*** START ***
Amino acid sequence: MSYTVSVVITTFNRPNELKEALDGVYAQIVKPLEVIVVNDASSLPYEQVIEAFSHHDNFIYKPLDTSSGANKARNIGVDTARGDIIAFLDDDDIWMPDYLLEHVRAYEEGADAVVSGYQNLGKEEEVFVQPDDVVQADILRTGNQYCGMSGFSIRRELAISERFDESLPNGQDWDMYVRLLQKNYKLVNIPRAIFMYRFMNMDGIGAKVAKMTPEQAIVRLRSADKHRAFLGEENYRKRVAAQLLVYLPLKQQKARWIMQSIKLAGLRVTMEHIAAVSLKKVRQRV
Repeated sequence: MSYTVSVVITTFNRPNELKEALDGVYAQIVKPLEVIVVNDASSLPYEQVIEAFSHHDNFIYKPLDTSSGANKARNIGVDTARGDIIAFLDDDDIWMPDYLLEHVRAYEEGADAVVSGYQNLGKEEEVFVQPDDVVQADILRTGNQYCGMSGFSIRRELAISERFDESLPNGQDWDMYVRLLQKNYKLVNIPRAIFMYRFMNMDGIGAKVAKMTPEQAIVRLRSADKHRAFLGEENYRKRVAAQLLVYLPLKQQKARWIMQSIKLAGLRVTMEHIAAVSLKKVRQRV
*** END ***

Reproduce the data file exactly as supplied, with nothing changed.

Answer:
Amino acid sequence: MSYTVSVVITTFNRPNELKEALDGVYAQIVKPLEVIVVNDASSLPYEQVIEAFSHHDNFIYKPLDTSSGANKARNIGVDTARGDIIAFLDDDDIWMPDYLLEHVRAYEEGADAVVSGYQNLGKEEEVFVQPDDVVQADILRTGNQYCGMSGFSIRRELAISERFDESLPNGQDWDMYVRLLQKNYKLVNIPRAIFMYRFMNMDGIGAKVAKMTPEQAIVRLRSADKHRAFLGEENYRKRVAAQLLVYLPLKQQKARWIMQSIKLAGLRVTMEHIAAVSLKKVRQRV
Repeated sequence: MSYTVSVVITTFNRPNELKEALDGVYAQIVKPLEVIVVNDASSLPYEQVIEAFSHHDNFIYKPLDTSSGANKARNIGVDTARGDIIAFLDDDDIWMPDYLLEHVRAYEEGADAVVSGYQNLGKEEEVFVQPDDVVQADILRTGNQYCGMSGFSIRRELAISERFDESLPNGQDWDMYVRLLQKNYKLVNIPRAIFMYRFMNMDGIGAKVAKMTPEQAIVRLRSADKHRAFLGEENYRKRVAAQLLVYLPLKQQKARWIMQSIKLAGLRVTMEHIAAVSLKKVRQRV